Although the “Outcome Document” strongly condemned all forms of terrorism and stressed the need to define it, it succeeded only in recommending the organizing of a high-level conference to discuss it. Further, the document did not deal with the issues of nuclear, chemical and biological weapons, nor did it address what Alexandrowicz called today’s other major threat of potentially world-wide epidemics. “These threats are without borders and highly dangerous to the entire world. As a consequence, global governance has become much more of a necessity”, said Alexandrowicz. He added that, as so many times in the past, the short-term parochial interests of individual member states overrode long-term global interests. He pointed to the U.S. as one of the biggest culprits in this area, sabotaging a great opportunity for progress toward global governance.
Alexandrowicz outlined ideas for the UN’s structural reform, to improve its success in administering laws and help in maintaining world peace. These changes, some of which are already under consideration, include revamping the composition of the Security Council, and reviewing its legitimacy and authority. A proposal requiring justification by Council members for their use of the veto is also on the table.
Alexandrowicz concluded by stating that “an opportunity was missed, when conditions were appropriate for clarifying current laws and making the world a safer place. We must now renew our efforts to revisit these processes. But although we missed this chance to take stock and reform, [I think that] fundamentally the UN is an organization of great importance that still works”.
During the ensuing question period, professor Castel declared taking a very pessimistic view, himself, of the future of the UN. “In my opinion, [the UN] is on the road to obsolescence, because it is unable to reform itself to conform to current needs.”
More About George W. Alexandrowicz:
George W. Alexandrowicz holds a law degree from the University of Toronto (LL.B. 1964,) an M.A. (1966, University of Toronto); and an LL.M. (1967, Harvard). He was admitted to the bar in 1966 and completed an internship at the U.N. in 1969. Professor Alexandrowicz has lectured on international law at various universities around the world including the United States, China, and India. He was also involved in international law policy with the Canadian Ministry of the Environment and was a member of the Canadian, American, and Mexican Bar Associations’ Joint Committee on Dispute Settlement. Professor Alexandrowicz has been teaching law at Queen’s University for 38 years, offering courses in public international law, the law of the sea, and international environmental law, as well as in the area of private law.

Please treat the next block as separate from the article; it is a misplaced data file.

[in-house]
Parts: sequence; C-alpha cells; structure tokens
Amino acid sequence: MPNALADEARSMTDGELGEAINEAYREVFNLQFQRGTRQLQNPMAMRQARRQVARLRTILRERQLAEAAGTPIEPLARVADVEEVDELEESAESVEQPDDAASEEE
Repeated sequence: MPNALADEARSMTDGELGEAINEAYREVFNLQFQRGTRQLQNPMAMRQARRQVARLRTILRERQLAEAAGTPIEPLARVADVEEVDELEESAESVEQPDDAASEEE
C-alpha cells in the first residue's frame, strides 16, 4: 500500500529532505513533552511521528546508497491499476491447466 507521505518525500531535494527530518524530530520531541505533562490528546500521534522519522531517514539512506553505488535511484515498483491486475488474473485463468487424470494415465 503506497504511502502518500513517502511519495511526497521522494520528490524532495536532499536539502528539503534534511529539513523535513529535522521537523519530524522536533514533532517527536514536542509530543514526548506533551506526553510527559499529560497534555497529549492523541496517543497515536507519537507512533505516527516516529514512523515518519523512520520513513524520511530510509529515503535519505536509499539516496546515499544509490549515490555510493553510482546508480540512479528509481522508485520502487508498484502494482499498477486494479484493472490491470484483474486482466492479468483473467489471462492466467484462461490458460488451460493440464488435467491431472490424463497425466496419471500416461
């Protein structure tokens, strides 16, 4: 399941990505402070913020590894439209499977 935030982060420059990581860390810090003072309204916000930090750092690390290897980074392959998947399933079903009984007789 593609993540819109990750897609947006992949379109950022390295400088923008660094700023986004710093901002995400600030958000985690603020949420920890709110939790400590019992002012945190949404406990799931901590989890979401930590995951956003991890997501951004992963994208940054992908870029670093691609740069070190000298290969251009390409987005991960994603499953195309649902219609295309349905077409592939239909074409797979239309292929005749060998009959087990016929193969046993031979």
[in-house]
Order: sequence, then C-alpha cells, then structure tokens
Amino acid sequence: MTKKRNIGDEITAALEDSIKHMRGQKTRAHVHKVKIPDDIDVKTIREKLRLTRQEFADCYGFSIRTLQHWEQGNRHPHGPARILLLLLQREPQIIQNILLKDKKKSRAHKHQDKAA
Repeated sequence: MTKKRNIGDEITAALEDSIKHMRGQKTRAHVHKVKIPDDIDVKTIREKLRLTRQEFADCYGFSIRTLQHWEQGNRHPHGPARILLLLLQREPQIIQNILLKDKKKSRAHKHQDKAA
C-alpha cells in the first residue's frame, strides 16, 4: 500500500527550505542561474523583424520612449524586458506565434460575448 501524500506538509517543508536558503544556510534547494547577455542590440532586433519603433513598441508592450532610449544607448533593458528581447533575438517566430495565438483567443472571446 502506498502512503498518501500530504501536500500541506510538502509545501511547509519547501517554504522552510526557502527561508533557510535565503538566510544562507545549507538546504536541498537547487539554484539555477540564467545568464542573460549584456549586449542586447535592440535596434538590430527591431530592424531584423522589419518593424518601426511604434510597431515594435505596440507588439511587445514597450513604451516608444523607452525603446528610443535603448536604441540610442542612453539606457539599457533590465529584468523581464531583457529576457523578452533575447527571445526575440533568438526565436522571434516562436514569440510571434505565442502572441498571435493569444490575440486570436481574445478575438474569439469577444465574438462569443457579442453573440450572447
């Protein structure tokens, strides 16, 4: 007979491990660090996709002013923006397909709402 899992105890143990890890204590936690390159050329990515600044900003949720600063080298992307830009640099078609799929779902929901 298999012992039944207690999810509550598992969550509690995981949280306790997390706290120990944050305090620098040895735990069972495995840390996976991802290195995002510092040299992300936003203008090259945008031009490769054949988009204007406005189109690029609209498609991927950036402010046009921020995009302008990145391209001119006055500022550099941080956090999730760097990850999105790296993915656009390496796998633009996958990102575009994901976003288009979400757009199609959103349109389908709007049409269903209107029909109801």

More about Jean-Gabriel Castel and the Annual Jean-Gabriel Castel Lecture:
Jean-Gabriel Castel Q.C. is a distinguished senior scholar and research professor emeritus at York's Osgoode Hall Law School, as well as a lecturer of international law at Glendon. He is an author, international arbitrator, and Fellow of the Royal Society of Canada. Castel was the recipient of the David W. Mundell Medal for Excellence in Legal Writing in 2004. One of the first foreign Fulbright scholars, he studied at Harvard Law School where he obtained a Doctorate in Law.
In his 51 years of teaching, 46 of which took place at Osgoode Hall Law School and, in part, at York's Glendon College, Castel has authored dozens of books and treatises in English and French, and over a hundred scholarly articles. He also served as editor-in-chief of the Canadian Bar Review for 27 years. Castel is a Member of the Royal Society, an Officer of the Order of Canada and a Chevalier of the French Légion d'honneur.
Located at Glendon, the Annual Jean-Gabriel Castel Lecture offers an opportunity to examine major legal issues of general concern. It was established in 2005 to honour this great legal mind, with Castel himself as the first lecturer on February 9th of the same year. The subject of his lecture was “The Legality of Unilateral Armed Intervention”, in which he questioned whether international law was evolving in the right direction in the current age of terror, neo-imperialism, and gross violations of human rights.
This article was submitted by Glendon communications officer Marika Kemeny